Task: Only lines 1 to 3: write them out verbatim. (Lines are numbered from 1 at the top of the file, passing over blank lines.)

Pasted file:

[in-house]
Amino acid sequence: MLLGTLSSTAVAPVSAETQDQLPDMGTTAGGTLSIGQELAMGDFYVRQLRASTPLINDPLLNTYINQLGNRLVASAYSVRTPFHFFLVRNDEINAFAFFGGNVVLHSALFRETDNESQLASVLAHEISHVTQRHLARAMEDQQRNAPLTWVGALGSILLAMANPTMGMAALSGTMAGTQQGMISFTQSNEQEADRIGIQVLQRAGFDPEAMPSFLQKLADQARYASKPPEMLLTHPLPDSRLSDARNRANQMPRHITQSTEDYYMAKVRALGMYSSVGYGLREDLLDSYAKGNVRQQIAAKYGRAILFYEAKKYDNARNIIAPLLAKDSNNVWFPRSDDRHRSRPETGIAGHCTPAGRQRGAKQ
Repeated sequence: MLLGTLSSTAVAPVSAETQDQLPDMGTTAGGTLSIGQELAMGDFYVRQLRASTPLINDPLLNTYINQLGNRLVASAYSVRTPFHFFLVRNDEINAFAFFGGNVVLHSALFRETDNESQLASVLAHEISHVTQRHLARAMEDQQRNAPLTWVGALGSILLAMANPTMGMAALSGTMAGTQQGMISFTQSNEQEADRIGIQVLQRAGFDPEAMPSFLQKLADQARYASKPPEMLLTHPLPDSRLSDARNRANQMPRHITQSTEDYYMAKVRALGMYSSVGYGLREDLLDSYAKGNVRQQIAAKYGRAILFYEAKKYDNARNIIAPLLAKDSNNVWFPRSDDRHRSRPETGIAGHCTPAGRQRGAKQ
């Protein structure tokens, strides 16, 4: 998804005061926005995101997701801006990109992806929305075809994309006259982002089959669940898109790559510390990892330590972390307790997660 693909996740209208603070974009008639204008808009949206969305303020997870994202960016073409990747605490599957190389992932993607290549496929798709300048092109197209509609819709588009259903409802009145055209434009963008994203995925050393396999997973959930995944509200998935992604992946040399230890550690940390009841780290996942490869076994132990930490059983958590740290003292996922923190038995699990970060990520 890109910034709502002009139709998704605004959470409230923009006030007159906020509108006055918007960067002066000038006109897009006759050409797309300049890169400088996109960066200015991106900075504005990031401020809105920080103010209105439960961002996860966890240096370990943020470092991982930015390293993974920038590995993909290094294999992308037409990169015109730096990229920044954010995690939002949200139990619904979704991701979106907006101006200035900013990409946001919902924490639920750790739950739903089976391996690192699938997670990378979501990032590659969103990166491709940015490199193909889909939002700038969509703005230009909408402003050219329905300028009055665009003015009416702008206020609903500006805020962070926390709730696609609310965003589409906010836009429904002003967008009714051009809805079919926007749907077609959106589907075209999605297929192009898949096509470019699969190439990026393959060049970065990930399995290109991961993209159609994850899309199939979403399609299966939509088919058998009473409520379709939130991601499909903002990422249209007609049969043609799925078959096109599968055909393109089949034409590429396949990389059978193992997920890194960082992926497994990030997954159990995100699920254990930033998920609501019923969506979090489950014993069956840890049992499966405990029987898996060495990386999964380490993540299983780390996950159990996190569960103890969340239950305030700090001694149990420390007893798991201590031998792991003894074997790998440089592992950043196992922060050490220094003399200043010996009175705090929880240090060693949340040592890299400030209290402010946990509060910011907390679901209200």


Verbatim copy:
[in-house]
Amino acid sequence: MLLGTLSSTAVAPVSAETQDQLPDMGTTAGGTLSIGQELAMGDFYVRQLRASTPLINDPLLNTYINQLGNRLVASAYSVRTPFHFFLVRNDEINAFAFFGGNVVLHSALFRETDNESQLASVLAHEISHVTQRHLARAMEDQQRNAPLTWVGALGSILLAMANPTMGMAALSGTMAGTQQGMISFTQSNEQEADRIGIQVLQRAGFDPEAMPSFLQKLADQARYASKPPEMLLTHPLPDSRLSDARNRANQMPRHITQSTEDYYMAKVRALGMYSSVGYGLREDLLDSYAKGNVRQQIAAKYGRAILFYEAKKYDNARNIIAPLLAKDSNNVWFPRSDDRHRSRPETGIAGHCTPAGRQRGAKQ
Repeated sequence: MLLGTLSSTAVAPVSAETQDQLPDMGTTAGGTLSIGQELAMGDFYVRQLRASTPLINDPLLNTYINQLGNRLVASAYSVRTPFHFFLVRNDEINAFAFFGGNVVLHSALFRETDNESQLASVLAHEISHVTQRHLARAMEDQQRNAPLTWVGALGSILLAMANPTMGMAALSGTMAGTQQGMISFTQSNEQEADRIGIQVLQRAGFDPEAMPSFLQKLADQARYASKPPEMLLTHPLPDSRLSDARNRANQMPRHITQSTEDYYMAKVRALGMYSSVGYGLREDLLDSYAKGNVRQQIAAKYGRAILFYEAKKYDNARNIIAPLLAKDSNNVWFPRSDDRHRSRPETGIAGHCTPAGRQRGAKQ